To me, that’s a good example of when neutrality is the same as injustice. Instead of changing or helping reduce the amount of discrimination in the world, Google amplified and enlarged it. As the Holocaust survivor Elie Wiesel used to say, neutrality favors the oppressor. There is no neutral posture that digital technology owners and controllers can take. I think we just have to accept that there are always going to be decisions that involve priorities and trade-offs and principles and, sometimes, prejudices.
The real question is how do we manage and govern those? We should govern them in the same way that we govern other unelected people in society who hold positions of social responsibility, be they doctors, lawyers, bankers, teachers, broadcasters. These are all industries in which people have unique positions of social responsibility, and the law imposes certain duties on them as a result.
DT: The question of neutrality has recently been raised with a lot of the discourse surrounding Twitter and the seemingly now-aborted Elon Musk takeover. Some have suggested that platforms such as Twitter have a bias and that some of the problems of social media could be solved if they acted less.
JS: One of the long-standing themes of republican political thought is that if you adopt a position of neutrality or of abstention in the social and political fray, what you’re actually doing is creating space for the strong to dominate the weak. A social media platform in which there are no rules doesn’t give everyone equal rights to participate. It means that certain voices are going to be drowned out, certain people are going to be hounded off the platform. In the real world, the state sometimes intervenes in the lives of the people within a polity in order to rebalance power imbalances. Tech should be no different.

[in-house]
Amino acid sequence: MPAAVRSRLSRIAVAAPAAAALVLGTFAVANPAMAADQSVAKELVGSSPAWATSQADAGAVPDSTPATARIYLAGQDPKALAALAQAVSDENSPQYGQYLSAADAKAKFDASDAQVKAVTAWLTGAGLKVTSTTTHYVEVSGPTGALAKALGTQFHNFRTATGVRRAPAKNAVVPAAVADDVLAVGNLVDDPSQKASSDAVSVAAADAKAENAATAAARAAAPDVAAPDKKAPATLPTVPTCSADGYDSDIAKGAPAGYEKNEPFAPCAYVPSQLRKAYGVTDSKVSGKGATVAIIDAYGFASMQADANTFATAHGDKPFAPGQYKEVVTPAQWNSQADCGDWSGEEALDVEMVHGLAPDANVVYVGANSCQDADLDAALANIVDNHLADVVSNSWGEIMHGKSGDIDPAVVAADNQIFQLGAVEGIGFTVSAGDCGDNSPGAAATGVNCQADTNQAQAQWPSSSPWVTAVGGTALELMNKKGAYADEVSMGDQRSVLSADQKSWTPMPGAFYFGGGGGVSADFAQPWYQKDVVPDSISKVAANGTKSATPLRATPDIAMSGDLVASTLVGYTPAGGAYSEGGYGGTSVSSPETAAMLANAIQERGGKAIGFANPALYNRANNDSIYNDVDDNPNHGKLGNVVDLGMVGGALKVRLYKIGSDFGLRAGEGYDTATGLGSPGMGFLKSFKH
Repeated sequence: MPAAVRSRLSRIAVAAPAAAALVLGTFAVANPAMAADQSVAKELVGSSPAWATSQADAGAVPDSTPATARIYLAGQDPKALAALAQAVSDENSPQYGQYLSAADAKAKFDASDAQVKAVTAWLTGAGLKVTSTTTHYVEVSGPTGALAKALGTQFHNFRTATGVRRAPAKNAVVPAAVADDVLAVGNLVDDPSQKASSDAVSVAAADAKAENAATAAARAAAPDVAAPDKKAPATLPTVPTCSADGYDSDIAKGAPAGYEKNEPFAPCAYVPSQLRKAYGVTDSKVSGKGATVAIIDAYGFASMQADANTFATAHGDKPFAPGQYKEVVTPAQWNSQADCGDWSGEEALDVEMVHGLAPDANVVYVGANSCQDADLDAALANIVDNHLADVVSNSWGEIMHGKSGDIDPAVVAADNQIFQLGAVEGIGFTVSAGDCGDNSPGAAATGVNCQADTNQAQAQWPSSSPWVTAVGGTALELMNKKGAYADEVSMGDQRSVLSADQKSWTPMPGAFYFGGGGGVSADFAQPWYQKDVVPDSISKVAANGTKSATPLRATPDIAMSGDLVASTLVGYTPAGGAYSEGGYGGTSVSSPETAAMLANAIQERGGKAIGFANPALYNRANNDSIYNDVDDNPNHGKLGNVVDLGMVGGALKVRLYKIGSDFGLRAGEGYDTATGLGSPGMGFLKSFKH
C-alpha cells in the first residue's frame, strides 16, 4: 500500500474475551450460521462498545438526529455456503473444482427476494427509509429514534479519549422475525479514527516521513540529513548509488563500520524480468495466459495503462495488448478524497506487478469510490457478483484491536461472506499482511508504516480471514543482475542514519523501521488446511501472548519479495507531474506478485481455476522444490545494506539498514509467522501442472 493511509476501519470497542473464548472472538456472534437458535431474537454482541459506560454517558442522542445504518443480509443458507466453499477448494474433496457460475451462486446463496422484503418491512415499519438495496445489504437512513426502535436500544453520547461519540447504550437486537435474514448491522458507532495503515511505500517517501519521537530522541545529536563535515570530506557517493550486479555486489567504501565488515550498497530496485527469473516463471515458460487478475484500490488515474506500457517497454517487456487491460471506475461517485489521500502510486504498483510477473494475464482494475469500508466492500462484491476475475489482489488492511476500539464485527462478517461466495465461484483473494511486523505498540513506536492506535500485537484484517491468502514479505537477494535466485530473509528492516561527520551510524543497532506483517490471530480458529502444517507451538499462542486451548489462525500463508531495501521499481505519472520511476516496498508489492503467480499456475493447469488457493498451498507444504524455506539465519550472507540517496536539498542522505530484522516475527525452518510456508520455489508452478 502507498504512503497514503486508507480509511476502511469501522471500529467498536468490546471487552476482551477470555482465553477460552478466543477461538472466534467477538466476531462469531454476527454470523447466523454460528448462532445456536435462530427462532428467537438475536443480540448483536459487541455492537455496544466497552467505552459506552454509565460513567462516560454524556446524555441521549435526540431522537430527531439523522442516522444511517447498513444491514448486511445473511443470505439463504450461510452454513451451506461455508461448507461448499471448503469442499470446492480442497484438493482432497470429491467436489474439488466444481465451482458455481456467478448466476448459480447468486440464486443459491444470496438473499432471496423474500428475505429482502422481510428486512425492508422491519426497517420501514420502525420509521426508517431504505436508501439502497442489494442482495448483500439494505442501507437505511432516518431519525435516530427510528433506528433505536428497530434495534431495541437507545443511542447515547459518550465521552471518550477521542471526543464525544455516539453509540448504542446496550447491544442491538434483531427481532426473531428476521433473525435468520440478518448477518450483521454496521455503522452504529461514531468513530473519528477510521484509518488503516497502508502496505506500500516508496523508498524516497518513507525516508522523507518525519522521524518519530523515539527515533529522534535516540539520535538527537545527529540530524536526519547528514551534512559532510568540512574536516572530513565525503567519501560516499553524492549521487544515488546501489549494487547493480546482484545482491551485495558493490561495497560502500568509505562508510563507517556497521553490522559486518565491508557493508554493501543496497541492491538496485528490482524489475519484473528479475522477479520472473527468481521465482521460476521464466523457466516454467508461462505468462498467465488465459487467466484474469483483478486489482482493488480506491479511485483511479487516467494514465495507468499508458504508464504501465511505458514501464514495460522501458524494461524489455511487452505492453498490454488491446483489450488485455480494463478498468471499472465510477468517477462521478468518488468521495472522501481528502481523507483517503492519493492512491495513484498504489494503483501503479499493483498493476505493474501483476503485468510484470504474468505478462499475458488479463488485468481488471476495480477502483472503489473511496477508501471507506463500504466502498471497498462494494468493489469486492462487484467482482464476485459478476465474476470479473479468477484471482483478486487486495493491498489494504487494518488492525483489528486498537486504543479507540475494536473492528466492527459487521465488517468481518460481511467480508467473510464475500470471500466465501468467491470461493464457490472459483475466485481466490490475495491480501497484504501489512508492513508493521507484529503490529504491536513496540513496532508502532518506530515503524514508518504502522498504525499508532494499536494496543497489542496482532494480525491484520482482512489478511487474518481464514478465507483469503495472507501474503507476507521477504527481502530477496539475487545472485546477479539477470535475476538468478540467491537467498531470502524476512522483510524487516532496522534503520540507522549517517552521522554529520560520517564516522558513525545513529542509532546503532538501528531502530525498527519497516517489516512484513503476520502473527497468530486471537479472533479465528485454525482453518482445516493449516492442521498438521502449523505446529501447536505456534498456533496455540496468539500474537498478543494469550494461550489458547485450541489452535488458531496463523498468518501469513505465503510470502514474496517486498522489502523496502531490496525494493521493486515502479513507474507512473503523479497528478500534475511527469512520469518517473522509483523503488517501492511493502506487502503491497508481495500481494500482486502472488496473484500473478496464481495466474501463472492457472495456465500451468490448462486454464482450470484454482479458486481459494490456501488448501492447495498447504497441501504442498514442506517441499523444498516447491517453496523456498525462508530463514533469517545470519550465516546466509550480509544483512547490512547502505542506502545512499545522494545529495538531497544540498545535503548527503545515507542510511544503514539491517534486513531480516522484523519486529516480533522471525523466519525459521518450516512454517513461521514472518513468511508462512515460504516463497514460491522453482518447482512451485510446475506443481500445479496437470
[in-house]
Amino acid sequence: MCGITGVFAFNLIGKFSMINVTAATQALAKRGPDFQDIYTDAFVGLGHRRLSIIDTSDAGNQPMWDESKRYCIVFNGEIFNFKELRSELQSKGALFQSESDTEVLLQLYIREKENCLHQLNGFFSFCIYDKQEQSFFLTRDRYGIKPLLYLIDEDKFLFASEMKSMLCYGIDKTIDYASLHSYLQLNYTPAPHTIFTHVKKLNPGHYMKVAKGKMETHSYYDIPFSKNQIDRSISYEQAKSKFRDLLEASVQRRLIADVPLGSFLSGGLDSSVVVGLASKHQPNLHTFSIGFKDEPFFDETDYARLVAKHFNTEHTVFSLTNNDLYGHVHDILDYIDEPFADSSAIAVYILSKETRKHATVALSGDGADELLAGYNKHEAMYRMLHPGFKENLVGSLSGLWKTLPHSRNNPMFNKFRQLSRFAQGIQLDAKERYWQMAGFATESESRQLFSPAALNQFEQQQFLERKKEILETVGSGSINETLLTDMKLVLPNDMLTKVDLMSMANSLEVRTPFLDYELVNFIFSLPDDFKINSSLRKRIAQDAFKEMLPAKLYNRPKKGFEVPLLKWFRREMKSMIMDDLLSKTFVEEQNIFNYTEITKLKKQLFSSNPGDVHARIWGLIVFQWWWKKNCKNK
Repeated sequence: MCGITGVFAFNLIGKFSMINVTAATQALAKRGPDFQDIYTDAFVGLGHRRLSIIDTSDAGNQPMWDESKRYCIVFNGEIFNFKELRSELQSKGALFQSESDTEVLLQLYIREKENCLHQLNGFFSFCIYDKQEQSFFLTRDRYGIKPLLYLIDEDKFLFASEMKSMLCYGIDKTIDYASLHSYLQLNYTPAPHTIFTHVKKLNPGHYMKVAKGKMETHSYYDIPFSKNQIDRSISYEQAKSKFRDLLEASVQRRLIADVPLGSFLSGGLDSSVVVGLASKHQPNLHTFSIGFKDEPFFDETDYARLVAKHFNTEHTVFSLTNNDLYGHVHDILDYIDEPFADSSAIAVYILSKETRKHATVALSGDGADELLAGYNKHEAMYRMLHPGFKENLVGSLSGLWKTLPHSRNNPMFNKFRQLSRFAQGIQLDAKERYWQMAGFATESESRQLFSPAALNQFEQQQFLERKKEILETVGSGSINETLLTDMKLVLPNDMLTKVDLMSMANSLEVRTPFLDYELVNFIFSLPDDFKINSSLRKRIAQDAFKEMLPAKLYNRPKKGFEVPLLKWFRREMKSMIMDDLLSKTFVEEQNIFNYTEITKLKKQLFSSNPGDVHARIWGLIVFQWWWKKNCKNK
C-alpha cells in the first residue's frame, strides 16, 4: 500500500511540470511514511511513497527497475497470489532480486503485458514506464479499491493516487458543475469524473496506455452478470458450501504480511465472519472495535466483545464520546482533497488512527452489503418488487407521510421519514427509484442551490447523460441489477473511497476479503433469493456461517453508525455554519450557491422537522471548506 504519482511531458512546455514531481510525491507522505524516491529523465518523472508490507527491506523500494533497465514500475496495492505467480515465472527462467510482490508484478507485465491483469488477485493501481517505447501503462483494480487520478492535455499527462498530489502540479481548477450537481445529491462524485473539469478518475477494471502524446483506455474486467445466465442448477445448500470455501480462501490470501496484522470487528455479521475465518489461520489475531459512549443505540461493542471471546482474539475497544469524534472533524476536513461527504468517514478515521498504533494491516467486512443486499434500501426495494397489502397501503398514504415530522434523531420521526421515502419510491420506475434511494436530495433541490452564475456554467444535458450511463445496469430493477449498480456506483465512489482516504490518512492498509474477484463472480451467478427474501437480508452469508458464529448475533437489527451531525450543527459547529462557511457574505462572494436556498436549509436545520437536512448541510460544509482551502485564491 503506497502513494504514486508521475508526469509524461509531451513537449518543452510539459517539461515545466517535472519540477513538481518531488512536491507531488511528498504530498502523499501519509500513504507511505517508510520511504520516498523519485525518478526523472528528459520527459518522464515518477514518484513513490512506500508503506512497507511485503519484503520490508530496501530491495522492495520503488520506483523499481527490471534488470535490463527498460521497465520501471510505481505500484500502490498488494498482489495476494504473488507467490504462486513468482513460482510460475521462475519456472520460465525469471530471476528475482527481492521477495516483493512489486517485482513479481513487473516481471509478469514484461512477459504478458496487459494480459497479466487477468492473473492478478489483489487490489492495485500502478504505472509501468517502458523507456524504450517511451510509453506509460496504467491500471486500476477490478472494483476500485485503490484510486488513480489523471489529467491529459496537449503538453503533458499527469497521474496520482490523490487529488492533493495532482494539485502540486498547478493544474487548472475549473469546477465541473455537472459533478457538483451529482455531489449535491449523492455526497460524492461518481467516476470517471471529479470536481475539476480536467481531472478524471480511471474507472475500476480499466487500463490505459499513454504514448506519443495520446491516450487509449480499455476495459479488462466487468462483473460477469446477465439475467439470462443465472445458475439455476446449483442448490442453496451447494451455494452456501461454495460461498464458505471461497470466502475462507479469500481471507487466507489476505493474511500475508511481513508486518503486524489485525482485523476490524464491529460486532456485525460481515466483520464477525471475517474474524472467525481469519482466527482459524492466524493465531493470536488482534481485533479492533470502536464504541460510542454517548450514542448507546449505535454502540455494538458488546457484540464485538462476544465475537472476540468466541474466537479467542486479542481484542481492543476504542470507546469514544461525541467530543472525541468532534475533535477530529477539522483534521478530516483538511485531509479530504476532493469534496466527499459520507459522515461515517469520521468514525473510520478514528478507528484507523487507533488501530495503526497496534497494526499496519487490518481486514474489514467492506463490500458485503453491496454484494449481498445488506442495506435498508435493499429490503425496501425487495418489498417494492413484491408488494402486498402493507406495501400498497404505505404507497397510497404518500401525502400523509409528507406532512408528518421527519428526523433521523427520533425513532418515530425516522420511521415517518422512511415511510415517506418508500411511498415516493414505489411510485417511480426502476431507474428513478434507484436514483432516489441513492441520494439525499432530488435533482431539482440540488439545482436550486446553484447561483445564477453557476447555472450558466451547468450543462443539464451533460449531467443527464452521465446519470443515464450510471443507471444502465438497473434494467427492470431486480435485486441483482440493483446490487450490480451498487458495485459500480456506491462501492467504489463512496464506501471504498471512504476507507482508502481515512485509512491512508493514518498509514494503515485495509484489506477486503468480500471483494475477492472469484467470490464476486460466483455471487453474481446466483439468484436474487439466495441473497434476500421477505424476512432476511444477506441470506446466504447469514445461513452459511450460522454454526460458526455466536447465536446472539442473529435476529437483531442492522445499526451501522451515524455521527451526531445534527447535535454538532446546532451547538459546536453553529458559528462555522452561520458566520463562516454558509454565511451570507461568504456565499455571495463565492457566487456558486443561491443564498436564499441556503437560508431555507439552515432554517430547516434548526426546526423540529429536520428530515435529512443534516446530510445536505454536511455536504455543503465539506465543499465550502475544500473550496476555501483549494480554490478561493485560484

Hanif Jackson/Digital Trends, Getty Images
DT: There seems to be a real wave of tech skepticism at present, certainly when you compare it to, for instance, the cyber utopianism of the 1990s when there was the sense of a Californian ideology that could solve all our problems. Can you pinpoint when things changed?
JS: I think it’s quite clear that it happened in 2016. That year, the Remain side lost the Brexit referendum, and the Hillary Clinton campaign lost the electoral college in the United States. In both of those campaigns, claims were made by the losing side – and on behalf of the losing side – that the winning side had illicitly weaponized digital technologies.
Whether it was through micro-targeting or the harvesting of people’s data, some of those claims have withstood scrutiny in the subsequent years, while others have not. But regardless of their merit, I do regard that as a turning point. That year, the question of the power of digital technology shot right to the top of the political agenda. It has also exploded as an academic concern.
DT: What steps can we, as individuals, take to address some of the problems you outline in the book?
JS: Very few, I’m afraid. And it’s important to be honest about that. We need to get out of the mindset that if only we were a bit more tech-savvy, we may be able to better protect ourselves and our children. I believe that’s nonsense. I think that the challenges posed by digital technology can only in the main be fixed at the collective level. That means through the mechanism of law. It shouldn’t be left to individuals.
DT: So what would this kind of collective action or regulatory action look like?
JS: It differs from industry to industry; technology to technology. But in the book, I lay out a number of possibilities. Firstly, I think that powerful individuals in the tech sector should have their conduct regulated in a way analogous to the way that doctors and lawyers and pharmacists have theirs regulated.
Secondly, I think we need a broader conception of antitrust than the one we currently have, which is currently focused narrowly on economic concerns. I think when we are assessing whether a particular merger or acquisition is good for society, we shouldn’t just be taking price into account; we should be taking things like media diversity and the concentration of political and social power into account.
Thirdly, I would like to see ways that individuals and regulators can contest important exercises of digital power, whether that’s ways of contesting algorithms that are distributing mortgages or jobs or housing or loans. It’s a reasonably comprehensive legal regime that I outline in the book. Underpinning all of it is a new mechanism for involving the people in decisions about digital technology. It’s not just a matter of shifting power from tech companies to parliament, but also from parliament back to the people.
This interview has been edited for length and clarity.